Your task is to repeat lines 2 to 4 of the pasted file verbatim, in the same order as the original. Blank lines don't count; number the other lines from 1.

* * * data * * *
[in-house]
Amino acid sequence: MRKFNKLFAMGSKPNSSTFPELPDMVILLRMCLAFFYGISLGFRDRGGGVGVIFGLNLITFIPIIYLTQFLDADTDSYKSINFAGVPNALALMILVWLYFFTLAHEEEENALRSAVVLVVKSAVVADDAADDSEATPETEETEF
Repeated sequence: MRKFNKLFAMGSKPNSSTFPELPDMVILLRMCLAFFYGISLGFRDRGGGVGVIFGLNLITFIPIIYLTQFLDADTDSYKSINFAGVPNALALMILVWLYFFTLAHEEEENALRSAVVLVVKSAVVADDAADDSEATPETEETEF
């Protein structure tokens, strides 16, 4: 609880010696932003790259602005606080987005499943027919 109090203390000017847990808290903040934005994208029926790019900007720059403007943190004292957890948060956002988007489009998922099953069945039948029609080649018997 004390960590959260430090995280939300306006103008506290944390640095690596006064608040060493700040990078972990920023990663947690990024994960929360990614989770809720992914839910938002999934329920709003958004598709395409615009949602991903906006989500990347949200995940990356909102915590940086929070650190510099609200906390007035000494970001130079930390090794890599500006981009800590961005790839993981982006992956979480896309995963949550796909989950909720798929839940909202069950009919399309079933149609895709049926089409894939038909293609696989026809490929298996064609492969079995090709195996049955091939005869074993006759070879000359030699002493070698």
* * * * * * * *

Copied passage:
Amino acid sequence: MRKFNKLFAMGSKPNSSTFPELPDMVILLRMCLAFFYGISLGFRDRGGGVGVIFGLNLITFIPIIYLTQFLDADTDSYKSINFAGVPNALALMILVWLYFFTLAHEEEENALRSAVVLVVKSAVVADDAADDSEATPETEETEF
Repeated sequence: MRKFNKLFAMGSKPNSSTFPELPDMVILLRMCLAFFYGISLGFRDRGGGVGVIFGLNLITFIPIIYLTQFLDADTDSYKSINFAGVPNALALMILVWLYFFTLAHEEEENALRSAVVLVVKSAVVADDAADDSEATPETEETEF
């Protein structure tokens, strides 16, 4: 609880010696932003790259602005606080987005499943027919 109090203390000017847990808290903040934005994208029926790019900007720059403007943190004292957890948060956002988007489009998922099953069945039948029609080649018997 004390960590959260430090995280939300306006103008506290944390640095690596006064608040060493700040990078972990920023990663947690990024994960929360990614989770809720992914839910938002999934329920709003958004598709395409615009949602991903906006989500990347949200995940990356909102915590940086929070650190510099609200906390007035000494970001130079930390090794890599500006981009800590961005790839993981982006992956979480896309995963949550796909989950909720798929839940909202069950009919399309079933149609895709049926089409894939038909293609696989026809490929298996064609492969079995090709195996049955091939005869074993006759070879000359030699002493070698």